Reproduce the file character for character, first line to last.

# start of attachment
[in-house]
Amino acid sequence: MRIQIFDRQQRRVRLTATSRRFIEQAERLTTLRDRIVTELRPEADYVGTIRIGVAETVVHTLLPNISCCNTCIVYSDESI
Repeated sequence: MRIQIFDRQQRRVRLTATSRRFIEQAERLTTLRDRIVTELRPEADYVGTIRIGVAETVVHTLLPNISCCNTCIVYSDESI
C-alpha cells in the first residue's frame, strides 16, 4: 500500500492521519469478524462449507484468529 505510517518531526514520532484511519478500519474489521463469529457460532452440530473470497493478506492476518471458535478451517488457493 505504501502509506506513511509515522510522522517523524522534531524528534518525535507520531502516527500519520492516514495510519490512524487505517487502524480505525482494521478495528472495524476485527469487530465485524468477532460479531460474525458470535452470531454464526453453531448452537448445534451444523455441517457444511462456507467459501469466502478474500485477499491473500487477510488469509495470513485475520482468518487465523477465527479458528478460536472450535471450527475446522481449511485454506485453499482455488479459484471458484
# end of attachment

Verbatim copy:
[in-house]
Amino acid sequence: MRIQIFDRQQRRVRLTATSRRFIEQAERLTTLRDRIVTELRPEADYVGTIRIGVAETVVHTLLPNISCCNTCIVYSDESI
Repeated sequence: MRIQIFDRQQRRVRLTATSRRFIEQAERLTTLRDRIVTELRPEADYVGTIRIGVAETVVHTLLPNISCCNTCIVYSDESI
C-alpha cells in the first residue's frame, strides 16, 4: 500500500492521519469478524462449507484468529 505510517518531526514520532484511519478500519474489521463469529457460532452440530473470497493478506492476518471458535478451517488457493 505504501502509506506513511509515522510522522517523524522534531524528534518525535507520531502516527500519520492516514495510519490512524487505517487502524480505525482494521478495528472495524476485527469487530465485524468477532460479531460474525458470535452470531454464526453453531448452537448445534451444523455441517457444511462456507467459501469466502478474500485477499491473500487477510488469509495470513485475520482468518487465523477465527479458528478460536472450535471450527475446522481449511485454506485453499482455488479459484471458484